IMPROVING ONLINE LEARNING WITH UNESCO

1 April 2021

The move to online learning in 2020 proved a massive challenge for teachers, students, pupils and parents worldwide, and teachers in Kyrgyzstan’s vocational lyceums were no exception.

These institutions provide crucial professional and vocational education for thousands of young people every year, training them in skills as diverse as typesetting, welding and hairdressing. But how have teachers responded to distance learning to ensure their students are still able to learn?

Nargiz Temirkulova has been working in education for 9 years and is currently a lecturer training apprentices in systems administration at Vocational Lyceum No. 3 in Bishkek, Kyrgyzstan. Though she did not start her career as a teacher, Nargiz is a highly qualified specialist, now teaching students in automation and control systems, circuit engineering and computer science. She teaches a number of courses and supervises students as they complete their diploma projects.

A difficult start

“Frankly speaking, nobody taught us anything about methods of teaching online lessons or peculiarities of remote learning,” she says. “We were set the task to conduct online lessons using webinar platforms and we had to study everything ourselves, choose online tools.” Nargiz explains that she feels that she and her colleagues faced a lot of problems with teaching online at the start of the pandemic. The main issues, she says, range from keeping students motivated and monitoring attendance and participation, to the more concrete and practical issues like “the lack of live communication, problems with technical equipment, and the lack of skills and knowledge in how to do online learning.”

In October 2020, UNESCO Almaty in cooperation with GIZ developed a special online training course for teaching staff working in lyceums like Nargiz’s in Kyrgyzstan. The aim was to offer a two-week course to strengthen their skills in distance learning and develop specialist skills in tools like Moodle, Zoom, Teams and PowerPoint. As a ‘train-the-trainers’ programme, the course aimed not just to equip the participants with new skills to improve their online teaching, but also to ensure they could pass the skills on to others too.

Nargiz decided to enrol in the training because in the technical disciplines she teaches, the teaching methodology is really crucial for helping students master the skills. “The rapid development of society and the constant updating and supplementing of materials in technical disciplines means that the learning process has to be constantly improved,” she explains. “I decided to enrol in this training because I wanted to improve my skills in distance learning and online teaching tactics.”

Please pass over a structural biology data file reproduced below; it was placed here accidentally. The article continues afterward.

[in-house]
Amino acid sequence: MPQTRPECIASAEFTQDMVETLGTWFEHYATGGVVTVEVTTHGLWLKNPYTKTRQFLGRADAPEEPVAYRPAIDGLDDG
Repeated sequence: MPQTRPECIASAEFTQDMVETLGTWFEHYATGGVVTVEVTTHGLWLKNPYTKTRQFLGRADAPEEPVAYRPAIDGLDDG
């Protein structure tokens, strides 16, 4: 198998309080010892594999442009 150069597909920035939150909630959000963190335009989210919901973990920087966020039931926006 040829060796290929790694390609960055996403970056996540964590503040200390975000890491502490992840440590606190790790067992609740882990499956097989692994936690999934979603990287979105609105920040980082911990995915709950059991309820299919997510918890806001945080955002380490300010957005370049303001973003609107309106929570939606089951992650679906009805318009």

Nargiz took part in the training in November, with UNESCO trainers Vitaliy Nikonovich, from Belarus, and Bronius Aismontas, from Lithuania as well as Kyrgyzstani colleagues from GIZ.

A turning point

“This training was a turning point for me,” says Nargiz. “Time is split into before and after the training. I came to the course to learn something new about teaching methods, but as a result I learned not only that, but also a lot about how to make learning effective. Every session I attended helped me change something in myself. I now feel I know a lot more, and I am a lot more confident in myself.”

And now that she is fully equipped as a trainer-of-trainers, Nargiz has been actively and passionately passing on her knowledge. Since completing her training with UNESCO and GIZ in November, she has conducted training for colleagues who have, in turn, conducted their own training sessions. Thanks to Nargiz’s efforts, at least 100 teachers and training supervisors have benefited in this way from the knowledge and skills she gained from the programme. It is not known exactly how many professionals have been trained as part of this ‘waterfall effect’ from the 22 people who joined the programme at the same time as Nargiz, but it is certainly possible to say that thousands of lyceum students across Kyrgyzstan are benefitting from improved online teaching.

The future of education

The feedback so far has been outstanding, according to Nargiz. This can only bode well for the future of professional and vocational education. “The education system has definitely changed forever,” she explains. “I think the growing interest of students in online education and the subsequent influx of investment will lead to development of more new learning tools. I believe that soon we will even stop asking young people ‘what do you want to be when you grow up?’ because the new high-tech world is already forcing us to constantly expand and redevelop our practical skills.”

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Permanent link: http://en.unesco.kz/improving-online-learning-with-unesco